Literacy in the creative arts

The literacy you are teaching without even knowing it.

The creative arts and literacy are linked in many and varied ways. The literacy of the creative arts video (3 minutes 8 seconds) unpacks these connections through research and examples of literacy embedded in the creative arts.

Transcript of 'The literacy of the creative arts'

Infographics

The literacy infographics provide clear and explicit teaching and learning activities for Stages 4 to 6.

Listening

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Listening in dance infographicListening in drama infographicListening in music infographicListening in visual arts infographic

Speaking

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Speaking in danceSpeaking in dramaSpeaking in musicSpeaking in visual arts

Writing

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Writing in danceWriting in dramaWriting in musicWriting in visual arts

Literacy (K-12)

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What does literacy in music look like? (PDF 3.41MB)

What is the literacy in visual arts? (PDF 2.17MB)

What does literacy in music look like? (PDF 3.41MB)

  • Reading, singing and analysing the lyrics of a song. Breaking up rhythms and syllables.
  • Discussing musical preferences and musical concepts. For example, using adjectives for tone colour - a 'majestic' sound.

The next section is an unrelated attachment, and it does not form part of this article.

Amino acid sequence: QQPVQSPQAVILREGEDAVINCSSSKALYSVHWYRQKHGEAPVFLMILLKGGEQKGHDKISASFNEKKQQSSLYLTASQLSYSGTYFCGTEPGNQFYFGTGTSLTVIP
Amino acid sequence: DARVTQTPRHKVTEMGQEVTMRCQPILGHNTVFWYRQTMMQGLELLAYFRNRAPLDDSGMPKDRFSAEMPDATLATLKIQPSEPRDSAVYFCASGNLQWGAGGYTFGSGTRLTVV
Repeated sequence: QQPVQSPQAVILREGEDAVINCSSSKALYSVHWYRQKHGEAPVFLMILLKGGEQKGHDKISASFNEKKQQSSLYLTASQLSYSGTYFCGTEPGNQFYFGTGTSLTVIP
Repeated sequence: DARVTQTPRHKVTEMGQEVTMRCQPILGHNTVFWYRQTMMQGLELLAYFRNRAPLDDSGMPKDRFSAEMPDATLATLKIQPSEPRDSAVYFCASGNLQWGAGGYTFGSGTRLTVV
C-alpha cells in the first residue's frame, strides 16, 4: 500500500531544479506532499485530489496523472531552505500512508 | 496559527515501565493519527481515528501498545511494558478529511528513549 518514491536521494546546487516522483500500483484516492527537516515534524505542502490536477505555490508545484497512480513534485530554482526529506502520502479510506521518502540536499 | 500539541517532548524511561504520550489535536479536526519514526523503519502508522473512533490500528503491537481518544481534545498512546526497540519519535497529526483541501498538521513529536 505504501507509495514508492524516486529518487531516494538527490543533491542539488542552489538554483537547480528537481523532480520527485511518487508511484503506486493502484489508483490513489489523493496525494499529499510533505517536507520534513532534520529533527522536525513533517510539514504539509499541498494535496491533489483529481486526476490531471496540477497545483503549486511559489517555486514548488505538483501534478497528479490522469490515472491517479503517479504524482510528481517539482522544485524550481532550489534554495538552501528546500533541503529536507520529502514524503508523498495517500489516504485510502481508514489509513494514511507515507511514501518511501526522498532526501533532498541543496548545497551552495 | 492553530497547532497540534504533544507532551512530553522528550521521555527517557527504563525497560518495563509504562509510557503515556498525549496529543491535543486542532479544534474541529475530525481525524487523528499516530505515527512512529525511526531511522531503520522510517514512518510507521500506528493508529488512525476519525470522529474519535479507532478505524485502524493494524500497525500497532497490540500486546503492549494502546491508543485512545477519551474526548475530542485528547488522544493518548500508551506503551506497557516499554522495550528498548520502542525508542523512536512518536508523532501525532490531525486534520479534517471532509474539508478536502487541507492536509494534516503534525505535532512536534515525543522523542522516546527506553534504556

• Exploring the structure of a piece of music – relate this to the structure of a written text.
    Using quality literature as stimulus for composing or organising sound. For example, recreating a scene from a text, creating sound effects or sound stories to
    match the text. Why not include visual literacy?
  • Write a story based upon a composition you’ve heard or created eg. listen to Beethoven's 6th Symphony ‘Pastoral’.

What is the literacy in visual arts? (PDF 2.17MB)

The literacy you are teaching without even knowing it.

  • Discussing artworks, artists, preferences,artistic forms and techniques. For example, describing the way an artist has used a particular technique to create an effect or interpretation.
  • Exploring the structure of an artwork – how has an artist constructed it and what layers were involved in this process? Planning an artwork is just like planning a writing task.
  • Using quality literature as a stimulus for creating own artworks. For example, recreating a scene from a text, creating images to reflect the text.
  • Exploring visual literacy or picture books. How does this representation tell a story? Create your own. Explore and discuss subject matter and interpretation by artists and audiences.
  • Using a series of artworks or illustrations to construct a narrative such as using a set artist or through programs such as Storybird.
  • Reading about artworks, art in advertising and media. Critically discussing meaning and intention.
  • Writing a story based upon an artwork you’ve seen. Firstly, discuss perspective and possible meanings. What could the artist have been trying to convey? What role does the title have?
  • Writing in visual arts journals or reflecting upon practice.
  • Critically reflecting upon historical studies of art and artists, representation, conceptual strength and meaning.
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